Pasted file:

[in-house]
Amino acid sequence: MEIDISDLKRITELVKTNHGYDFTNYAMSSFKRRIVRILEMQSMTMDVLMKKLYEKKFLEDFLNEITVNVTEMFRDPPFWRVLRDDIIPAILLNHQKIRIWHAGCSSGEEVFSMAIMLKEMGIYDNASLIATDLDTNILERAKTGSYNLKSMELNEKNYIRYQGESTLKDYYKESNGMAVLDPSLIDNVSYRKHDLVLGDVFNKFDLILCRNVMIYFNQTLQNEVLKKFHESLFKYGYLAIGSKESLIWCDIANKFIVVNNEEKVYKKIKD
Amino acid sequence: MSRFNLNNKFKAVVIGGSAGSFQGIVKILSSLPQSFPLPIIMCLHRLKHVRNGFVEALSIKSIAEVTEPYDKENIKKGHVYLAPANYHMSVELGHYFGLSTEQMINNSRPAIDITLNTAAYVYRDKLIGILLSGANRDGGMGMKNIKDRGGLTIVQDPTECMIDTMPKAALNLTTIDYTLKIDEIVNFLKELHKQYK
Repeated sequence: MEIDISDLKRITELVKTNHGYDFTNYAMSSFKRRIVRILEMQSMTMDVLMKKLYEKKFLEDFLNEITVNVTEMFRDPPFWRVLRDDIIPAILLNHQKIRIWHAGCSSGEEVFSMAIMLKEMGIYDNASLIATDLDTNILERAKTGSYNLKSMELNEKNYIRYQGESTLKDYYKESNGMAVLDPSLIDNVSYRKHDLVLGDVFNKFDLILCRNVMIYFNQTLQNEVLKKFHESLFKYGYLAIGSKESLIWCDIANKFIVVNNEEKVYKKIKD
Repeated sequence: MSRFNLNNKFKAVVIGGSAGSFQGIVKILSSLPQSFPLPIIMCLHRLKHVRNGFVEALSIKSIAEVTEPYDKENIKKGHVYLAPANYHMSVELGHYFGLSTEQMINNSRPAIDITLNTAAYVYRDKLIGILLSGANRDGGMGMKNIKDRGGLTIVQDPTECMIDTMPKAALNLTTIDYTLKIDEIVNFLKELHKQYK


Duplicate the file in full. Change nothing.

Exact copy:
[in-house]
Amino acid sequence: MEIDISDLKRITELVKTNHGYDFTNYAMSSFKRRIVRILEMQSMTMDVLMKKLYEKKFLEDFLNEITVNVTEMFRDPPFWRVLRDDIIPAILLNHQKIRIWHAGCSSGEEVFSMAIMLKEMGIYDNASLIATDLDTNILERAKTGSYNLKSMELNEKNYIRYQGESTLKDYYKESNGMAVLDPSLIDNVSYRKHDLVLGDVFNKFDLILCRNVMIYFNQTLQNEVLKKFHESLFKYGYLAIGSKESLIWCDIANKFIVVNNEEKVYKKIKD
Amino acid sequence: MSRFNLNNKFKAVVIGGSAGSFQGIVKILSSLPQSFPLPIIMCLHRLKHVRNGFVEALSIKSIAEVTEPYDKENIKKGHVYLAPANYHMSVELGHYFGLSTEQMINNSRPAIDITLNTAAYVYRDKLIGILLSGANRDGGMGMKNIKDRGGLTIVQDPTECMIDTMPKAALNLTTIDYTLKIDEIVNFLKELHKQYK
Repeated sequence: MEIDISDLKRITELVKTNHGYDFTNYAMSSFKRRIVRILEMQSMTMDVLMKKLYEKKFLEDFLNEITVNVTEMFRDPPFWRVLRDDIIPAILLNHQKIRIWHAGCSSGEEVFSMAIMLKEMGIYDNASLIATDLDTNILERAKTGSYNLKSMELNEKNYIRYQGESTLKDYYKESNGMAVLDPSLIDNVSYRKHDLVLGDVFNKFDLILCRNVMIYFNQTLQNEVLKKFHESLFKYGYLAIGSKESLIWCDIANKFIVVNNEEKVYKKIKD
Repeated sequence: MSRFNLNNKFKAVVIGGSAGSFQGIVKILSSLPQSFPLPIIMCLHRLKHVRNGFVEALSIKSIAEVTEPYDKENIKKGHVYLAPANYHMSVELGHYFGLSTEQMINNSRPAIDITLNTAAYVYRDKLIGILLSGANRDGGMGMKNIKDRGGLTIVQDPTECMIDTMPKAALNLTTIDYTLKIDEIVNFLKELHKQYK